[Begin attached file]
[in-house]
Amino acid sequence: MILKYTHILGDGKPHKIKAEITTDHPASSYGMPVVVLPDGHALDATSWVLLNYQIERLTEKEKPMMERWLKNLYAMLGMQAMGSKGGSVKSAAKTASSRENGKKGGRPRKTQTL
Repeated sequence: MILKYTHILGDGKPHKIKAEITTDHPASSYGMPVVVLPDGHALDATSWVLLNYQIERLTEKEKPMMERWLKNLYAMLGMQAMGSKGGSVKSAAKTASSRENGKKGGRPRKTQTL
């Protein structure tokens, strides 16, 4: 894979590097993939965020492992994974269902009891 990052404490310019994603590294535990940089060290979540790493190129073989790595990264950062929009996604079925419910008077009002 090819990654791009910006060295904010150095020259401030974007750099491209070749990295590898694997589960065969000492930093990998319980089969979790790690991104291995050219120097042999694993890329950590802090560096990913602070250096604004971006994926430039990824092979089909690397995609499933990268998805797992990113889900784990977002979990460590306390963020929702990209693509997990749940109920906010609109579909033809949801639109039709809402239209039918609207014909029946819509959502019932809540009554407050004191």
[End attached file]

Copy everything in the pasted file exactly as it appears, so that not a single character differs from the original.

[in-house]
Amino acid sequence: MILKYTHILGDGKPHKIKAEITTDHPASSYGMPVVVLPDGHALDATSWVLLNYQIERLTEKEKPMMERWLKNLYAMLGMQAMGSKGGSVKSAAKTASSRENGKKGGRPRKTQTL
Repeated sequence: MILKYTHILGDGKPHKIKAEITTDHPASSYGMPVVVLPDGHALDATSWVLLNYQIERLTEKEKPMMERWLKNLYAMLGMQAMGSKGGSVKSAAKTASSRENGKKGGRPRKTQTL
């Protein structure tokens, strides 16, 4: 894979590097993939965020492992994974269902009891 990052404490310019994603590294535990940089060290979540790493190129073989790595990264950062929009996604079925419910008077009002 090819990654791009910006060295904010150095020259401030974007750099491209070749990295590898694997589960065969000492930093990998319980089969979790790690991104291995050219120097042999694993890329950590802090560096990913602070250096604004971006994926430039990824092979089909690397995609499933990268998805797992990113889900784990977002979990460590306390963020929702990209693509997990749940109920906010609109579909033809949801639109039709809402239209039918609207014909029946819509959502019932809540009554407050004191």